SAA targets EU travellers with ‘ETS surcharge’

This story is sourced from Pro
See more Pro news »

South African Airways (SAA) has said it will comply fully with the EU's Emissions Trading System (ETS), though it plans to offset the cost of the scheme by increasing fuel surcharges on flights to and from Europe.

The South African flag carrier will charge between €1-2 ($1.26-2.52) per passenger on flights to or from Europe effective 1 July, it says in a statement.

Announcing the surcharge, the airline echoed well-versed complaints from the so-called "coalition of the unwilling" - a grouping of more than 20 nations led by China, India and Russia - in alleging that that the ETS is an extra-territorial tax that violates national sovereignty.

"The EU effectively charges airlines on their emissions over the entire distance of their flight to and from the EU, regardless of the distance or portion of the flight in EU airspace," the airline notes.

"In the case of flights linking South Africa with Europe, only about 15% of the journey takes place in EU airspace - but the entire flight from Johannesburg will be taxed."

Chief executive Siza Mzimela adds that he supports the South African government's call for a two-year suspension of the ETS, which he says will allow time for a "globally acceptable and equitable solution" to be reached via the UN's International Civil Aviation Organisation (ICAO).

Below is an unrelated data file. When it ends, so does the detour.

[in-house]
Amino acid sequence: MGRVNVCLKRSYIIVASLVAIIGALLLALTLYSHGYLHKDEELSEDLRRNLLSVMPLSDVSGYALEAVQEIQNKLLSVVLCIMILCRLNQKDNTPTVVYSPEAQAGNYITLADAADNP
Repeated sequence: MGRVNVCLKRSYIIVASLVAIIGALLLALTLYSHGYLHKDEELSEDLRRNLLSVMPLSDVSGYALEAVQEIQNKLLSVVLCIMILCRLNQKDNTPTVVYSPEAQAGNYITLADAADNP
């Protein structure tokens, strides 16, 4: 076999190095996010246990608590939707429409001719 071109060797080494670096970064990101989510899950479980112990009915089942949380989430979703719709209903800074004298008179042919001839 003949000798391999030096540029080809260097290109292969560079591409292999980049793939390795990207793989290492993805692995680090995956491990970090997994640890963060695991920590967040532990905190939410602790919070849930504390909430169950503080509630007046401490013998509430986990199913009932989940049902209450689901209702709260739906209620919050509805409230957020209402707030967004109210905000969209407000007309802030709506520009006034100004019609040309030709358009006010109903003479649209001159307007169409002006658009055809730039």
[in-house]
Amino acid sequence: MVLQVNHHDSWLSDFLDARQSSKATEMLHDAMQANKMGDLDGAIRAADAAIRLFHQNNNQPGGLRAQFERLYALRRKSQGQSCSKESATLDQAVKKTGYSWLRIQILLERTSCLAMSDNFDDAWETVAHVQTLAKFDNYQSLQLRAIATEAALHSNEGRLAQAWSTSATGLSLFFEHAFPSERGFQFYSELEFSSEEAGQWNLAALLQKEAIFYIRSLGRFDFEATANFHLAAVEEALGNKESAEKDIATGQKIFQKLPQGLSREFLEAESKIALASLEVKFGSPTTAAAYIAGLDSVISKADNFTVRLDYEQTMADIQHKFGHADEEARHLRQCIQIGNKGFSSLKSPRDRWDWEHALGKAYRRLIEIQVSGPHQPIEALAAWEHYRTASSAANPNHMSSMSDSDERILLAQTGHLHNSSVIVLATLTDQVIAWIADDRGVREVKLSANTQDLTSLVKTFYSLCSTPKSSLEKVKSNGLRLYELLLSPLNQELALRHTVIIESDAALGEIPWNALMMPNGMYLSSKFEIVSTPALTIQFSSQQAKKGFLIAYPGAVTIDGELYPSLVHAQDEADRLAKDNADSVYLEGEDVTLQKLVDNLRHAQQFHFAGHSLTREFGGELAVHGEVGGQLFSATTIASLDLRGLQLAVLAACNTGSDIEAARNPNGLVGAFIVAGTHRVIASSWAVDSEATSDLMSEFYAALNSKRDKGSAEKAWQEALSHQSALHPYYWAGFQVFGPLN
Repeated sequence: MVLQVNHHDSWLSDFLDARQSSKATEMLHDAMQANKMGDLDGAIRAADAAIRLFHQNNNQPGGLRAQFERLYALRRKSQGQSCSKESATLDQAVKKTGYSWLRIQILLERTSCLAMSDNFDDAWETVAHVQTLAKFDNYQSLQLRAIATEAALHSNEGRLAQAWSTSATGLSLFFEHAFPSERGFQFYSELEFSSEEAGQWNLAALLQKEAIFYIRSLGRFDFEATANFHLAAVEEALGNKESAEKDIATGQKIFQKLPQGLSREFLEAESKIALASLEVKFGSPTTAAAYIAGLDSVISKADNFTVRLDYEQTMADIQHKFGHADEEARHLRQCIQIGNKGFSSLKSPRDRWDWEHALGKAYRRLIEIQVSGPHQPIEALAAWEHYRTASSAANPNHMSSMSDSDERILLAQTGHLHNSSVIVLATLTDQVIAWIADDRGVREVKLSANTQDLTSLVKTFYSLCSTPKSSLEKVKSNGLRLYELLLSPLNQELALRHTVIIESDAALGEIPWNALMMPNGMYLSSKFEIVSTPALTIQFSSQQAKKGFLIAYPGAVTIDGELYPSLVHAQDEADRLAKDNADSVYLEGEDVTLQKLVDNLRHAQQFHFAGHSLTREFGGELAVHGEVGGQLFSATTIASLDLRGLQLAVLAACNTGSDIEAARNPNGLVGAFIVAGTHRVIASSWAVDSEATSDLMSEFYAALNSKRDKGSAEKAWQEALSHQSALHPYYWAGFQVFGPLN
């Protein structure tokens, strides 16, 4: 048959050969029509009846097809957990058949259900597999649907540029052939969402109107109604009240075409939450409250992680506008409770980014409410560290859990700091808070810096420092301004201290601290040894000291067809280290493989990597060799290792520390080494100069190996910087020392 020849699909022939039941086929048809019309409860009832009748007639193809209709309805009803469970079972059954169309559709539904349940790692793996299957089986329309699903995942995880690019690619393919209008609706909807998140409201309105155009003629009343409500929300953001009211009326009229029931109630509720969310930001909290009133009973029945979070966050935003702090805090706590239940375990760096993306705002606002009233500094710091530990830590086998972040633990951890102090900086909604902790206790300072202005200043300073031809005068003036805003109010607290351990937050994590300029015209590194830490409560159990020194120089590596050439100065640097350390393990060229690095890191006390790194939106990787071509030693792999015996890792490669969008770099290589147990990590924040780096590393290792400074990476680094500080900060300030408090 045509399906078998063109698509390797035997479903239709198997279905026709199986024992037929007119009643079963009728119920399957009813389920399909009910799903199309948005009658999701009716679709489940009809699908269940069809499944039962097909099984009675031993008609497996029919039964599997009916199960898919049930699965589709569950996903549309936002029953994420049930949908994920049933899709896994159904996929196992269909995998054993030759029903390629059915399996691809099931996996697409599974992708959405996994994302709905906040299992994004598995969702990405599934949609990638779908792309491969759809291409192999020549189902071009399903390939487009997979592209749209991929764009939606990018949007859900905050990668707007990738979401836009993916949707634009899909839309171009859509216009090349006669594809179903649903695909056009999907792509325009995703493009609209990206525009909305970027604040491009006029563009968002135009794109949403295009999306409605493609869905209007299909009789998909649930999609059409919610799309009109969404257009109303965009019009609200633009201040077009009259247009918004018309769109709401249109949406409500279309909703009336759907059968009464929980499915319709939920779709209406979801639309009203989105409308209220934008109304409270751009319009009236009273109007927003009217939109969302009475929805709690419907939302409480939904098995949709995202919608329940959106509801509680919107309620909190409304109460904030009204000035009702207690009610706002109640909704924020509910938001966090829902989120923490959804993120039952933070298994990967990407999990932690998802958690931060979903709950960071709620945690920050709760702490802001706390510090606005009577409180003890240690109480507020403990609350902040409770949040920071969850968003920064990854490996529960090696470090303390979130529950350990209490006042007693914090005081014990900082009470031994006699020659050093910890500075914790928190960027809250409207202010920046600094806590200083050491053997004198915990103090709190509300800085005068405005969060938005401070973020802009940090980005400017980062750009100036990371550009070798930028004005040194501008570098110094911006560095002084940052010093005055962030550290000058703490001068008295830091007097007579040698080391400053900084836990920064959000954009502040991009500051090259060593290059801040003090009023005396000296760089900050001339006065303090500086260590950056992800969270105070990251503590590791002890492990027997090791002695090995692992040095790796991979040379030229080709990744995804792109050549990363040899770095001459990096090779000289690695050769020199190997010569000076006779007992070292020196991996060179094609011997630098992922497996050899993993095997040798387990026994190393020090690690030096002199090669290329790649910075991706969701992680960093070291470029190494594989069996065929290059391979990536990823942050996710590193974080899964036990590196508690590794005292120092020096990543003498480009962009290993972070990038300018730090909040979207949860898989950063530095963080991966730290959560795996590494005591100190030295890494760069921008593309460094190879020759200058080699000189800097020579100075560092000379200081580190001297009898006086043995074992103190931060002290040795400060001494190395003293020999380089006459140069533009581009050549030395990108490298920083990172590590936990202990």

However, the EU has repeatedly voiced scepticism over the ICAO's ability or willingness to secure a global scheme, insisting that the body acted indecisively following the 1997 Kyoto Protocol which mandated it to find a solution.

Confirming SAA's compliance with the scheme, Mzimela says: "As a responsible airline we are taking steps to comply with the EU ETS, but we are doing this under protest."

Under the terms of the ETS, since January 2012 all carriers flying to or from the EU have been required to record their carbon emissions data. These figures are set against quotas determined by Brussels, with airlines expected to buy extra permits if they exceed their allowances.

The first payments will be due in March 2013, but ten Chinese and Indian airlines have already boycotted the scheme by refusing to submit data.